In August 2013, after a document containing the personal information of about 9,300 patients was posted to a peer-to-peer file sharing network, the FTC filed an administrative action against LabMD alleging that its failure to safeguard its data constituted a violation of the Federal Trade Commission Act.
In November and December 2013, LabMD responded by: (1) moving to dismiss the administrative action, (2) filing suit for declaratory and injunctive relief in the District Court for the District of Columbia, and (3) moving to stay the administrative proceedings in the 11th Eleventh Circuit. In all three actions, LabMD argued that the FTC Act does not grant the FTC power to regulate data breaches and, as a HIPAA-covered entity, LabMD only must answer to the Department of Health and Human Services regarding its data security practices.
After the Eleventh Circuit declined to exercise jurisdiction over its motion to stay, LabMD voluntarily withdrew its suit in the District of Columbia and, in March 2014, filed an identical action in the Northern District of Georgia. On May 12, the Northern District of Georgia determined that, in the absence of final agency action, LabMD’s alleged injuries were not ripe for review and, on May 19, the Eleventh Circuit denied LabMD’s emergency motion to stay the administrative proceedings pending an appeal.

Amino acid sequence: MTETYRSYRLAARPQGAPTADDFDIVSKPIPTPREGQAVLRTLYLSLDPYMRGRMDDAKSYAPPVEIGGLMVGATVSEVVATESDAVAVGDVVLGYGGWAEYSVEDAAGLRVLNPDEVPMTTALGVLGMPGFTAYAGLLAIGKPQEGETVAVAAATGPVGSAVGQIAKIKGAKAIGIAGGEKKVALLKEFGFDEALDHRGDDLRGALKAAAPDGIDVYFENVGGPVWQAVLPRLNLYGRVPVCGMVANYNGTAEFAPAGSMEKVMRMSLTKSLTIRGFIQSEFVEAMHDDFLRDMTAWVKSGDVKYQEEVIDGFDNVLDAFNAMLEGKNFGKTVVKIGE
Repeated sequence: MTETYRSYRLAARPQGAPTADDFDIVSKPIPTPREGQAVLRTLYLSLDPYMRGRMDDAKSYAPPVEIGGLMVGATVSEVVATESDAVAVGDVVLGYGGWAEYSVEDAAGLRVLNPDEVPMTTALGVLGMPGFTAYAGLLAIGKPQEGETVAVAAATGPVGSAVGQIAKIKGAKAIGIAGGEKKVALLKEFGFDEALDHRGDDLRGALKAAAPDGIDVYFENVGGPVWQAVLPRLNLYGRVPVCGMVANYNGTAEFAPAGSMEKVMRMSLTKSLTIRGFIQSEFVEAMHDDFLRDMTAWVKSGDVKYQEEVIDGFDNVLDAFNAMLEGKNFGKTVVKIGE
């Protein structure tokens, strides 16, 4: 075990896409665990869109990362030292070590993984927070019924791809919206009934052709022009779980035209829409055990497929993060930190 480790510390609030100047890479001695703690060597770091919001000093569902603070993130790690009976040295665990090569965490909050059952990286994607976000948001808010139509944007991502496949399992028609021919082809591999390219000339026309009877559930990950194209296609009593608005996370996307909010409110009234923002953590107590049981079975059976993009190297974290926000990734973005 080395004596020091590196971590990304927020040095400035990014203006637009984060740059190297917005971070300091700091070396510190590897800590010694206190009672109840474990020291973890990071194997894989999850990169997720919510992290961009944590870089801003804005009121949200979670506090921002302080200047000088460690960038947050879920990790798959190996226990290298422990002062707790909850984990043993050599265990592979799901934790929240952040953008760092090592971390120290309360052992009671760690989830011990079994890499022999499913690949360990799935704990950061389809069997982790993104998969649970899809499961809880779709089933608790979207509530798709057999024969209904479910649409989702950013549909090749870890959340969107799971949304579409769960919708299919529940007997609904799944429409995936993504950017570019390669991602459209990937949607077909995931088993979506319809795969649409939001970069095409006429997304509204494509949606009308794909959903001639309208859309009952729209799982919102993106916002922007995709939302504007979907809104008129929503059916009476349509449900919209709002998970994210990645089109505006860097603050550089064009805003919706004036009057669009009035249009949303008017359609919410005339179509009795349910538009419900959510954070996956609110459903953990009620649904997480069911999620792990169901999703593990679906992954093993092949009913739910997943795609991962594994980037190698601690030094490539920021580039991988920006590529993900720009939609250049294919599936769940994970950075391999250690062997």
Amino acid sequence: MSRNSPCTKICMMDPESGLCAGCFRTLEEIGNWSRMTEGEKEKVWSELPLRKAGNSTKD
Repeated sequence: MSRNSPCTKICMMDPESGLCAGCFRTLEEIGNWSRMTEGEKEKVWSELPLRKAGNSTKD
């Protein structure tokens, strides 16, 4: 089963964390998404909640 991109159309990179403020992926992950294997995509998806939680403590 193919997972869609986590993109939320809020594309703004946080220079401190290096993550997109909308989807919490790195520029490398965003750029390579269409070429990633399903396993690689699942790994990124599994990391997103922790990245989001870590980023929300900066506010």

But it did not end there. While the FTC administrative proceedings resumed on May 20, the House Committee on Oversight and Government Reform launched an investigation into Tiversa, Inc., a company that provided the FTC with much of the information that formed the basis for its enforcement action against LabMD. When former Tiversa employee Rick Wallace, a key witness in the enforcement action, notified the administrative law judge that he would be pleading the Fifth Amendment, the proceedings were recessed until June 12. On June 11, the chair of the House panel, Darrell Issa, wrote a letter to FTC Chair Edith Ramirez stating that “the information provided to the FTC [by Tiversa] is incomplete and inaccurate.” On June 12, the administrative proceedings were stayed pending negotiations between Mr. Wallace and the House panel over a grant of immunity for his testimony. On June 17, Congressman Issa requested that the FTC Inspector General review the FTC’s relationship with Tiversa.